It's good to be The King.
The situation dragged for longer than either side would have liked, but the New York Rangers and Henrik Lundqvist agreed Wednesday to a seven-year, $59.5 million contract extension that will begin next season, according to a report from TSN.
The Rangers are expected to make the deal official in a noon EST announcement.
It’s a questionable term and dollar amount for a 31-year-old who is in the midst of his worst season since 2008-09 and will be 39 when the contract expires. But it’s also the type of deal he would have received if he had reached the open market in July, and the $8.5 million cap hit won’t be as extreme with the salary cap rising in the coming years.
The Rangers have two key UFAs to sign after the season -- captain Ryan Callahan and defenseman Dan Girardi. James Mirtle of The Globe and Mail projects the cap to rise from $64.3 million to about $68 million next season. The Rangers will have plenty of room to sign Callahan and Girardi and if there is a cap crunch, an amnesty buyout of Brad Richards is an option.
At the team's press conference in Greenburgh, N.Y., GM Glen Sather said signing Lundqvist was his top priority and he believes projections of a rising cap are accurate. From Andrew Gross of The Record:
“You need to have a bird in hand before you can count on anything,” Sather said. “Projections are for the accounting people, whether they’re accurate. I think it will be in this case. If he had gone somewhere else, I’m sure he would have earned more money.”
That doesn’t make hitching your wagon to a goaltender who established himself as the best in the league while playing in a goaltender-friendly system the team no longer employs any less dubious.
During his four full seasons playing for coach John Tortorella, who demands compulsive shot-blocking and strict attention to defense, Lundqvist posted his best numbers in the NHL. Lundqvist had a goals-against average of 2.17, a save percentage of .925 and won his only Vezina Trophy in 2012 during that time.
Lundqvist was always a very good goaltender before Tortorella arrived in New York, as evidenced by his being a finalist for the Vezina three times. But Lundqvist went from very good to the best with the fiery coach who was fired after the 2013 season.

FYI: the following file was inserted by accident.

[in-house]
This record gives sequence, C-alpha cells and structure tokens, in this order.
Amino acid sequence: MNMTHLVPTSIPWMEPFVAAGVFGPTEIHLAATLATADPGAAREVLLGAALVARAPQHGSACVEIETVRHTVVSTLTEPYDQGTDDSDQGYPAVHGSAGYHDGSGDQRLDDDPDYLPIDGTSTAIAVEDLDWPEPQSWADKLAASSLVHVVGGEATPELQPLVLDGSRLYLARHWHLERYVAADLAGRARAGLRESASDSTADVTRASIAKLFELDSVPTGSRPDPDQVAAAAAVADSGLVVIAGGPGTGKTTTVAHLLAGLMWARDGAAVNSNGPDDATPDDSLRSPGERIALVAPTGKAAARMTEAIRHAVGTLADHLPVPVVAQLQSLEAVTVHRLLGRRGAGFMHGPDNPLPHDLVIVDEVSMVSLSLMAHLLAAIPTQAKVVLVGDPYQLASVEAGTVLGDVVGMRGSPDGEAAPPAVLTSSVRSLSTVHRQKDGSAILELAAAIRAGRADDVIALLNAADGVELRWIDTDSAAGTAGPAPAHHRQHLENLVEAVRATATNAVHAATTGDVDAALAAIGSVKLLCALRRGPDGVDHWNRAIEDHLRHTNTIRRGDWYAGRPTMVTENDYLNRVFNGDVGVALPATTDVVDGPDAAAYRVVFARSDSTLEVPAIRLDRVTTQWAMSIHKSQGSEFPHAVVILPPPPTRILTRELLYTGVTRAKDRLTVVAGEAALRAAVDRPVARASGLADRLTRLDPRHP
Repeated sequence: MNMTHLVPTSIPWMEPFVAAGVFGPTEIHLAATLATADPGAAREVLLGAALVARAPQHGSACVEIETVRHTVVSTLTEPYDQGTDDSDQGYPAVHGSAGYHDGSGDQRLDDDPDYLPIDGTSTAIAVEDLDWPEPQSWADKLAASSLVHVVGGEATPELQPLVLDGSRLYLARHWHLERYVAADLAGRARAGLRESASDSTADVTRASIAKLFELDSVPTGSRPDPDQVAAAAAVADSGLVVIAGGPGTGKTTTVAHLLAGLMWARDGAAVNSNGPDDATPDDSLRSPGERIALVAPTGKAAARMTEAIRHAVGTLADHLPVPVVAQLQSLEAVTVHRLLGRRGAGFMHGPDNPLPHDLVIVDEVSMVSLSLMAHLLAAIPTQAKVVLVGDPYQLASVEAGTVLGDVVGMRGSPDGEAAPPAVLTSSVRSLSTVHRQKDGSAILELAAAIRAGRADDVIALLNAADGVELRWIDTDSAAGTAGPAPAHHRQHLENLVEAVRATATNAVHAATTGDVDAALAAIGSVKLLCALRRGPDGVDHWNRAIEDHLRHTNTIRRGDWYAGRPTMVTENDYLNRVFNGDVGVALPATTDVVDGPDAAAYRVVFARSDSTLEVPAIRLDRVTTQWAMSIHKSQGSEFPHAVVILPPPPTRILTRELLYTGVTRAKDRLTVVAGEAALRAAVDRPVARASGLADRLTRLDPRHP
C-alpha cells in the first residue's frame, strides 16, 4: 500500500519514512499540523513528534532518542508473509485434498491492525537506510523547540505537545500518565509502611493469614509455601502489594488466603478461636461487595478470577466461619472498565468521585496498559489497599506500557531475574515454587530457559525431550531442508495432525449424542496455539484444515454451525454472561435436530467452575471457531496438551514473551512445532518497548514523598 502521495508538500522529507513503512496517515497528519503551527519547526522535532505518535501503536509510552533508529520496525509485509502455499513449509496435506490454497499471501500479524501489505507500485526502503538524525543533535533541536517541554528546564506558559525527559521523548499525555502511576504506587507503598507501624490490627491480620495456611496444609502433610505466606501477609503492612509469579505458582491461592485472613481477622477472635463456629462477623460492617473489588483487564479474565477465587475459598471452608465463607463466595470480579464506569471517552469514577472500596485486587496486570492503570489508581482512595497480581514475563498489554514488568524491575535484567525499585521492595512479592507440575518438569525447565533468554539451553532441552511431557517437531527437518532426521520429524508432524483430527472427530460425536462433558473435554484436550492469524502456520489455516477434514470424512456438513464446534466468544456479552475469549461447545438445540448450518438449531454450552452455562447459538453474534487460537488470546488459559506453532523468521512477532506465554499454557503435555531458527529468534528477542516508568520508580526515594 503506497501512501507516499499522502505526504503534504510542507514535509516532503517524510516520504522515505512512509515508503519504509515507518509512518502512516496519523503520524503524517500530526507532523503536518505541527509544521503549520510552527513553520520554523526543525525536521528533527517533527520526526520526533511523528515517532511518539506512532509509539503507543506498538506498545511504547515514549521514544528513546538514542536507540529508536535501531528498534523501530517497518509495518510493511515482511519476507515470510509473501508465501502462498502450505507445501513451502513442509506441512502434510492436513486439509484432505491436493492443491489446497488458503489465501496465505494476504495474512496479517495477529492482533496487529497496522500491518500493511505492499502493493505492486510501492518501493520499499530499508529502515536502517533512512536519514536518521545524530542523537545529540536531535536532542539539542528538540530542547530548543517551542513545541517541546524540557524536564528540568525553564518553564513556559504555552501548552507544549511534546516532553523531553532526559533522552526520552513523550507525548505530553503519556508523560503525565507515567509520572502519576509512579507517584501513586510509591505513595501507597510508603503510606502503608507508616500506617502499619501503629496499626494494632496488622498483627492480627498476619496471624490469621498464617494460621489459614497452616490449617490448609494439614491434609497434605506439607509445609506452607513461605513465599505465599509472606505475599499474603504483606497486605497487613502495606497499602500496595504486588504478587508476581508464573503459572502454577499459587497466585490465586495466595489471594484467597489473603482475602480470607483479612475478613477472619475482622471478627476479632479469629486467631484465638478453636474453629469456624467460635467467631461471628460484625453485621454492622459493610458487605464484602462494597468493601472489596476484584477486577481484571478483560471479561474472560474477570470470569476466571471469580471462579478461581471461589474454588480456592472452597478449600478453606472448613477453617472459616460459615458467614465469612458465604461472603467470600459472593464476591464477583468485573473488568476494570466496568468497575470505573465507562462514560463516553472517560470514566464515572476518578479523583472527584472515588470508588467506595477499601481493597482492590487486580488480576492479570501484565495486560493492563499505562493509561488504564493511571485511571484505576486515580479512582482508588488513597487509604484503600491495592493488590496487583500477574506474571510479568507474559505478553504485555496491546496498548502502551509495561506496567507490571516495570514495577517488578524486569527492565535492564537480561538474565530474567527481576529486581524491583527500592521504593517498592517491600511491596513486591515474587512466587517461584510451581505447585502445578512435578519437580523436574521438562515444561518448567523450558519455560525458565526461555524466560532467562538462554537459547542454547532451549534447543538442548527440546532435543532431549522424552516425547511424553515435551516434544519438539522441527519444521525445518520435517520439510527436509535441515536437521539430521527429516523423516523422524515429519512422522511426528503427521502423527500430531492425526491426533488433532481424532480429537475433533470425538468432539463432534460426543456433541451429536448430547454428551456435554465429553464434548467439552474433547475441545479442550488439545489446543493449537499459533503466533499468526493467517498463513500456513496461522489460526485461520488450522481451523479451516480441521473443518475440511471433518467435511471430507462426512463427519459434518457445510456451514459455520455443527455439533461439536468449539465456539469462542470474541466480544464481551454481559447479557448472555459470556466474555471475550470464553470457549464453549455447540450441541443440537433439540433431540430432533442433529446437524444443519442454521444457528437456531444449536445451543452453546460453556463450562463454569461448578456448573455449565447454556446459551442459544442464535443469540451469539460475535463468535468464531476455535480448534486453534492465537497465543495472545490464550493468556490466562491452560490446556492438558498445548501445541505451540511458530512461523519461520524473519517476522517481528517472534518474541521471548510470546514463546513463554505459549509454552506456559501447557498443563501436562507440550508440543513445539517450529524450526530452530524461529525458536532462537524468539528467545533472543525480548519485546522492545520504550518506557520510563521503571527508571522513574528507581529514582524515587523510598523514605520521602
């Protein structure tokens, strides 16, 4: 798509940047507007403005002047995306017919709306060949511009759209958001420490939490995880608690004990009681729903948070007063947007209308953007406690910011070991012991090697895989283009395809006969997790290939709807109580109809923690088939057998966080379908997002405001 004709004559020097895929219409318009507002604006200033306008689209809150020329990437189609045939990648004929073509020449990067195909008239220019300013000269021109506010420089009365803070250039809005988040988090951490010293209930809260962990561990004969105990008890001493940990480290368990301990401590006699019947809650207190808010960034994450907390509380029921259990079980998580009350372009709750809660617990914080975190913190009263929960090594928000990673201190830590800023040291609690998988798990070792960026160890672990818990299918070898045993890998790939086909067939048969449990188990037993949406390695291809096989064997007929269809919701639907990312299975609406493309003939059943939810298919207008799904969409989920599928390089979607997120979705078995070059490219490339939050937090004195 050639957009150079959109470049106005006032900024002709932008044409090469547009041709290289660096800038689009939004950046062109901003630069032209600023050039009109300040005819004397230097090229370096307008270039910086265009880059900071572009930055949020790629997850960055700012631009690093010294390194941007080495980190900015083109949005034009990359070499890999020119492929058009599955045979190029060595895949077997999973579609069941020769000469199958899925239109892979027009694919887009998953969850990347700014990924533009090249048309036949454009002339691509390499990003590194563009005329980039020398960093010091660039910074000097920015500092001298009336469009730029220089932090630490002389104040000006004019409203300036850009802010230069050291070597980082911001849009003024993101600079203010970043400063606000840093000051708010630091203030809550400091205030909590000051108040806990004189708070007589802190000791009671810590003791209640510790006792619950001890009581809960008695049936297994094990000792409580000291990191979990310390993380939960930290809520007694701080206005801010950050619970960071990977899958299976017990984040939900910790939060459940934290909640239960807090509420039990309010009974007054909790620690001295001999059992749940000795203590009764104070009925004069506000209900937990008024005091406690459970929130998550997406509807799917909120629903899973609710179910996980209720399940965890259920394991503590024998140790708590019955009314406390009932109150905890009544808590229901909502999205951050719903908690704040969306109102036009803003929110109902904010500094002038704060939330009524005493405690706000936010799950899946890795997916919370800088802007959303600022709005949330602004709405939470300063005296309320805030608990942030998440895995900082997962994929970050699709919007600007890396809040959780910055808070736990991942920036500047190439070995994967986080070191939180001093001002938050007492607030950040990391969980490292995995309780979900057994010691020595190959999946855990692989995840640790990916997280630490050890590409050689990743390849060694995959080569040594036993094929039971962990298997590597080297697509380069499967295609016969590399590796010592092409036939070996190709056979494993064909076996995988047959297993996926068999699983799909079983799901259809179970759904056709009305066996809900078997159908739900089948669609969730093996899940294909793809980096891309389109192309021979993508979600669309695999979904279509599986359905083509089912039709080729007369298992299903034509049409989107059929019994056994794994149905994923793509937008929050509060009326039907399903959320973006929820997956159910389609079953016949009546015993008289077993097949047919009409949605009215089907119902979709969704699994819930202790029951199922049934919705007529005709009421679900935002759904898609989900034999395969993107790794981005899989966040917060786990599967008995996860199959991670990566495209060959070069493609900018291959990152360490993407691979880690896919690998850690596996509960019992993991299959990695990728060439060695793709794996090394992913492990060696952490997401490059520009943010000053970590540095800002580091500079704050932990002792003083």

Here’s a look at Lundqvist’s season-by-season, even-strength save percentage and where it ranked him among goalies that started at least half their team’s games:
2012-13 — .937 (4th)
2011-12 — .933 (4th)
2010-11 — .930 (8th)
2009-10 — .929 (4th)
2008-09 — .920 (14th)
2007-08 — .922 (13th)
2006-07 — .931 (4th)
2005-06 — .929 (5th)
Under new coach Alain Vigneault this season, Lundqvist has looked less like The King and more like The Noble Lord.
Lundqvist is 8-11-0 with a pedestrian 2.51 GAA and an above-league-average .917 save percentage this season. After playing the previous four seasons behind a team that ranked sixth, fourth, fourth and 11th in blocked shots, the Rangers rank 20th this season.
|Goaltender||Current Age||Start||Finish||Cap Hit|
|Henrik Lundqvist, NYR||31||2014-15||2020-21||$8.5M|
|Tuukka Rask, BOS||26||2013-14||2020-21||$7M|
|Pekka Rinne, NAS||31||2012-13||2018-19||$7M|
|Carey Price, MTL||26||2012-13||2017-18||$6.5M|
|Cam Ward, CAR||29||2010-11||2015-16||$6.3M|
Even with his declining numbers, this is exactly what Lundqvist is worth right now. If Corey Crawford of the Chicago Blackhawks is worth six years and $36 million, what the Rangers are paying is plenty fair in terms of market value.
What are the Rangers other options in net if they let Lundqvist walk after this season? Current backup Cam Talbot has been a nice story this season, but he's not a franchise goaltender. The best available potential free agents include Jaroslav Halak, Ryan Miller and Jonas Hiller, but there's no guarantee their current teams won't re-sign them between now and the summer and all three carry their own long-term question marks.
Lundqvist's deal reportedly has a no-movement clause, and he's hoping that means he'll spend the rest of his career in New York.
“I really want to win a Cup here in New York, that’s what pushes me now to work harder,” Lundqvist said. “Secondly I want to be a Ranger for life. It’s a big thing that became really clear to me. It was how they treated me, from coaches to the players to the city and fans. It’s been incredible. To picture myself anywhere else, it was wrong. It was never an option. I know there was speculation over summer but, from the heart, it was never an option.”
The problem the Rangers are going to run into is the back half of the contract, when Lundqvist would play the final four years of the deal as an over-35 goaltender.
While elite forwards have a tendency to age like fine wine—a bottle of Teemu sounds like it would be crisp and refreshing—goaltenders tend to age like a block of cheese left out on a hot summer day. In the history of the NHL, only five goaltenders have posted a save percentage of .920 or higher while playing at least 60 games during an age 35 or over season.
Soften the save percentage criteria a little to .915 and only 10 goaltenders in league history have been able to reach that number at age 35 or older while playing at least 60 games.
Six of those 10 seasons were put forth by three goaltenders—Martin Brodeur, Patrick Roy and Dominik Hasek, generally the three players at the forefront of the argument for the best of all time.
Lundqvist earned this contract. There's no question about that. But it will be how Lundqvist plays in the twilight of his career that will decide if this contract is a bargain or an anchor around the neck of the Rangers.